By Ivan Soto-Wright, Founder & CEO MoonPay
NFTs: the hot token on everyone’s lips. They have become an unavoidable subject for anyone involved in the cryptocurrency space, and the buzz around Non-Fungible Tokens (NFTs) has been difficult to ignore, as over the past couple of months, high profile names including Kings of Leon, Elon Musk and LeBron James have all played their part in slowly driving NFTs to become a mainstream concept, with claims that they are part of a digital revolution.
However, for many the question still remains, what are they?
NFTs are unique digital assets that exist on the blockchain. ‘Non-fungible’ means that the token is one-of-a-kind and it cannot be duplicated. As a result, NFTs are often called digital passports, given that each token contains a non-transferable identity which distinguishes it from other tokens.
NFTs are created on smart contract platforms such as Ethereum. They use cryptographically verified information to “lock” and secure a particular asset which is then held in a digital wallet – much like cryptocurrencies. This asset can then be bought or sold, but never replicated. It is this inability to replicate the token which has driven NFTs recent popularity as they prove ownership of a digital asset – a PDF, tweet, art piece or sound file.
So, how do you access NFTs?
NFTs can be purchased on a huge number of dedicated marketplaces such as OpenSea, Rarible and Nifty Gateway. Most of these accept Ethereum, but technically, anyone can sell an NFT and they could ask for whatever cryptocurrency they want. As more and more marketplaces spring up, we are seeing a huge rise in demand for solutions to transfer fiat currency into cryptocurrency to subsequently enable customers to buy NFTs.
And, why should anyone care?
It’s not the underlying tech but rather what it can be used for that is of interest to the average person. You can own an image, music, art or as demonstrated recently by NBA Topshot programme, you can own a moment. This is what’s interesting for the man on the street, this concept of digital ownership. One of the most prominent NFTs recently was from Elon Musk, a known-endorser of Bitcoin, who last month announced he would sell his tweet as an NFT. The highest bid for this was over $1.1 million.
Recent interest surrounding NFTs has focussed on those which represent digital art. A significant lack of physical events over the course of the last year has caused people to turn to the internet, where alternative forms of monetisation have soared. NFTs allow artists to solve the problem of how they are able to monetise digital artworks and have helped to financially support artists who previously had no control over how their work was being shared (often for free) across the internet.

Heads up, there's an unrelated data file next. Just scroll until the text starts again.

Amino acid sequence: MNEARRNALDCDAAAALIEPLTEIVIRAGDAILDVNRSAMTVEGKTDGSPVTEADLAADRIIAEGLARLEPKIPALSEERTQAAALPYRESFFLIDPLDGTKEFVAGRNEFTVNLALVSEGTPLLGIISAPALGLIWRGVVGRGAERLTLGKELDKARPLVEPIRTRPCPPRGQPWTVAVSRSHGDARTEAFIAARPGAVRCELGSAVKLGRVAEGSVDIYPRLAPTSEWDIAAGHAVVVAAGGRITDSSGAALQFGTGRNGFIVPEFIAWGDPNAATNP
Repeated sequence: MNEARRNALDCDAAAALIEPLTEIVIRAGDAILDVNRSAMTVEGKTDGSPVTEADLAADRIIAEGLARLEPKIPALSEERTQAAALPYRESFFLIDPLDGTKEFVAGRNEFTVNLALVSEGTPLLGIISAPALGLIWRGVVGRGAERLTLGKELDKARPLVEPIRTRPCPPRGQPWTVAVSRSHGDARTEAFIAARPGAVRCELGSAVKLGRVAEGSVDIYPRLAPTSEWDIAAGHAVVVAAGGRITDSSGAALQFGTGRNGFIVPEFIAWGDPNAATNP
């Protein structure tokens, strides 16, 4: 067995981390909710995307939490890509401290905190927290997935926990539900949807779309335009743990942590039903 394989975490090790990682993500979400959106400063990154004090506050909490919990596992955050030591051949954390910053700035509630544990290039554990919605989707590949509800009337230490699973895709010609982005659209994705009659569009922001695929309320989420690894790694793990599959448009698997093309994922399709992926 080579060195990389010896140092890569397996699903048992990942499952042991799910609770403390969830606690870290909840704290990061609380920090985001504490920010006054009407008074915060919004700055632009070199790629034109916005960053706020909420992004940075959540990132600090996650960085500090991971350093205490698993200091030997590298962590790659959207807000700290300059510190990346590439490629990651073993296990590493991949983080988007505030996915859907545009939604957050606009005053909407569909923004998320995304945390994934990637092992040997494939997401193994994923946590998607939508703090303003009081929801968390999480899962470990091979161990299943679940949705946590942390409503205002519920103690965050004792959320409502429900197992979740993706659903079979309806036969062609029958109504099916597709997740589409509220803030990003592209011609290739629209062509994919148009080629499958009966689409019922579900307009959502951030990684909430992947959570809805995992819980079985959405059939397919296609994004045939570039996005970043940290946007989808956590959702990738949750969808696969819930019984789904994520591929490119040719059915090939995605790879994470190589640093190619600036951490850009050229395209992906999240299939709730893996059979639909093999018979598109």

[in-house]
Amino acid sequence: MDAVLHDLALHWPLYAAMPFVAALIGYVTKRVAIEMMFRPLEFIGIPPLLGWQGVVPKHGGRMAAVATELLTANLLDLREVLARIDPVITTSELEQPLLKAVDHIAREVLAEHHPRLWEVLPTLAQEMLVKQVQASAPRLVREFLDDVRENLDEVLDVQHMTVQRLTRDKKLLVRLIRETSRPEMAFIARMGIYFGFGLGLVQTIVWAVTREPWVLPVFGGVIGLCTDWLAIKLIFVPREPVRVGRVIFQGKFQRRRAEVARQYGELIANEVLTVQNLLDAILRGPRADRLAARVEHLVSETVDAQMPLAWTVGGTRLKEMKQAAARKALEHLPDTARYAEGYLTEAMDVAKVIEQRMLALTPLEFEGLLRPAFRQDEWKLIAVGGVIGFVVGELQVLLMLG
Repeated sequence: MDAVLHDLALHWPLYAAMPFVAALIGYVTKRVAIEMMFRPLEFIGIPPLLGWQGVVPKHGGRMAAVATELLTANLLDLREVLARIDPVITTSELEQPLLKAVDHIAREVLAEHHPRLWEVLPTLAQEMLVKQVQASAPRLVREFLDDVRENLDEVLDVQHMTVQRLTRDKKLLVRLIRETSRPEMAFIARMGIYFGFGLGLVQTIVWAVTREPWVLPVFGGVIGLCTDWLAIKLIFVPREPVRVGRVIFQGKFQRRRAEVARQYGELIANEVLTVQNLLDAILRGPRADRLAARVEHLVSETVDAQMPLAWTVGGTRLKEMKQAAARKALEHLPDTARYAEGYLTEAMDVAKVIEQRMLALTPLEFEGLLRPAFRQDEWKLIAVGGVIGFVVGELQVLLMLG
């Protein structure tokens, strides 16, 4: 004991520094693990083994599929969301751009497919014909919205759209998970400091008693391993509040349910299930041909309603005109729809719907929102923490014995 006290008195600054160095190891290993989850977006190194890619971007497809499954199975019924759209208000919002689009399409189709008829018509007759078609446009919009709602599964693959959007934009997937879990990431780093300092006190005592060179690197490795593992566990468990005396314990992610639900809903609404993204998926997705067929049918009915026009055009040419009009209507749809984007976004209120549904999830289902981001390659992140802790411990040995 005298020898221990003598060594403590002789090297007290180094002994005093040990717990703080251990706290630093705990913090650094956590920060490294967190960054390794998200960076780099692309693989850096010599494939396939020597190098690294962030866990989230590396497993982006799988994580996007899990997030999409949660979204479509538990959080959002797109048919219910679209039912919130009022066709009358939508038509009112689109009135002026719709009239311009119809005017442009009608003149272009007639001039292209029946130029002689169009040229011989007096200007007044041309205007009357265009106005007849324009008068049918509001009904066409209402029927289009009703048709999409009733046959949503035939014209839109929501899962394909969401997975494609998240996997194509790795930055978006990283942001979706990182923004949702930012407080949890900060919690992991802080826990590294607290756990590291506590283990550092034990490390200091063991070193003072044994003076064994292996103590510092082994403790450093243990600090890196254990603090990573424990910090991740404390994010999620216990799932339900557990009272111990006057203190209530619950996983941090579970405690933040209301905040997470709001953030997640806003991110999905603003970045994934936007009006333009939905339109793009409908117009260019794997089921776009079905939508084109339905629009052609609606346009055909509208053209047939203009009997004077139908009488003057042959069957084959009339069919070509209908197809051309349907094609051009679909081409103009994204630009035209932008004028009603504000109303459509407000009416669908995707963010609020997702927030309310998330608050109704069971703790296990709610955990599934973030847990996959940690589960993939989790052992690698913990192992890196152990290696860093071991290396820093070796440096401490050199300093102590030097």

Next month, the iconic British auction house, Christie’s, plans to auction nine one-of-a-kind NFTs from the CryptoPunk project, following significant noise in this space in February, when it became the first major auction house to capitalise on the NFT art craze and offer a digital work in NFT form. Other legacy art auction houses, including Sotheby’s and Phillips, have followed suit in selling the tokens and taking advantage of the remarkable figures they are bidding at.
Some say that the CryptoPunks project marked the beginning of the CryptoArt movement and they have largely been cited as the breakthrough that challenged the concept of owning digital art. The nine ‘Punks’ are expected to sell for millions next month and Christie’s will accept ether cryptocurrency as payment for the bids.
What’s next on the NFT adventure?
We are at the dawn of a new era when it comes to how artists and content creators can monetise their work and NFTs will continue to play a crucial role here. However, at a fundamental level, NFTs allow the establishment and enforcement of property rights. In practice the opportunities are endless, and an NFT can even be associated with physical goods.
This means that while all eyes are currently on the digital universe, it won’t be long before the leap for NFTs goes into the physical world. Ultimately, these digital passports could be the proof of ownership across all physical goods, from tickets to events, to home-ownership and even to our beloved pets. The possibilities are infinite and we are watching this space avidly.